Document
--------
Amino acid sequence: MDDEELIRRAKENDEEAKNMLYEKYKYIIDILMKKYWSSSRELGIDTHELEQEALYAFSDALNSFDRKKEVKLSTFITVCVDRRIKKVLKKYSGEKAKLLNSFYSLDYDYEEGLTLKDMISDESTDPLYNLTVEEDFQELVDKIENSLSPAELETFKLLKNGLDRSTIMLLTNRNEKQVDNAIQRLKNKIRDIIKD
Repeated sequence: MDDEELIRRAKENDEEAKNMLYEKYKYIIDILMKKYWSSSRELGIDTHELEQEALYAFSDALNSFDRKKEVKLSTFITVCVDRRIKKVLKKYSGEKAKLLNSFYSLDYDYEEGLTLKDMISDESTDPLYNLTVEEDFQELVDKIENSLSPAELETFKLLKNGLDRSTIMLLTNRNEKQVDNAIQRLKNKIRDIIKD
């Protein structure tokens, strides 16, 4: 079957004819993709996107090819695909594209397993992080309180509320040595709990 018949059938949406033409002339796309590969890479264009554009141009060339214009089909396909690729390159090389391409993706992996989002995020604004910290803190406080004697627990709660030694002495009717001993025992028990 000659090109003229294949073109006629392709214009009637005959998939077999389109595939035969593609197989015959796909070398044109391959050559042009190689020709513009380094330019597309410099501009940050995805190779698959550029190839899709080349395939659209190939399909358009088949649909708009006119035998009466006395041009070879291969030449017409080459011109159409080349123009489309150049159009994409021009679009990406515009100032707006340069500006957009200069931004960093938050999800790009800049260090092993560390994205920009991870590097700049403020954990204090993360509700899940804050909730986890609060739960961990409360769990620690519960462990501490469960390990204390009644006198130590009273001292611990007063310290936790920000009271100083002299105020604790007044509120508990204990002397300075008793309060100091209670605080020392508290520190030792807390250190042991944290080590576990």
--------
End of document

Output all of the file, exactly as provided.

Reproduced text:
Amino acid sequence: MDDEELIRRAKENDEEAKNMLYEKYKYIIDILMKKYWSSSRELGIDTHELEQEALYAFSDALNSFDRKKEVKLSTFITVCVDRRIKKVLKKYSGEKAKLLNSFYSLDYDYEEGLTLKDMISDESTDPLYNLTVEEDFQELVDKIENSLSPAELETFKLLKNGLDRSTIMLLTNRNEKQVDNAIQRLKNKIRDIIKD
Repeated sequence: MDDEELIRRAKENDEEAKNMLYEKYKYIIDILMKKYWSSSRELGIDTHELEQEALYAFSDALNSFDRKKEVKLSTFITVCVDRRIKKVLKKYSGEKAKLLNSFYSLDYDYEEGLTLKDMISDESTDPLYNLTVEEDFQELVDKIENSLSPAELETFKLLKNGLDRSTIMLLTNRNEKQVDNAIQRLKNKIRDIIKD
């Protein structure tokens, strides 16, 4: 079957004819993709996107090819695909594209397993992080309180509320040595709990 018949059938949406033409002339796309590969890479264009554009141009060339214009089909396909690729390159090389391409993706992996989002995020604004910290803190406080004697627990709660030694002495009717001993025992028990 000659090109003229294949073109006629392709214009009637005959998939077999389109595939035969593609197989015959796909070398044109391959050559042009190689020709513009380094330019597309410099501009940050995805190779698959550029190839899709080349395939659209190939399909358009088949649909708009006119035998009466006395041009070879291969030449017409080459011109159409080349123009489309150049159009994409021009679009990406515009100032707006340069500006957009200069931004960093938050999800790009800049260090092993560390994205920009991870590097700049403020954990204090993360509700899940804050909730986890609060739960961990409360769990620690519960462990501490469960390990204390009644006198130590009273001292611990007063310290936790920000009271100083002299105020604790007044509120508990204990002397300075008793309060100091209670605080020392508290520190030792807390250190042991944290080590576990």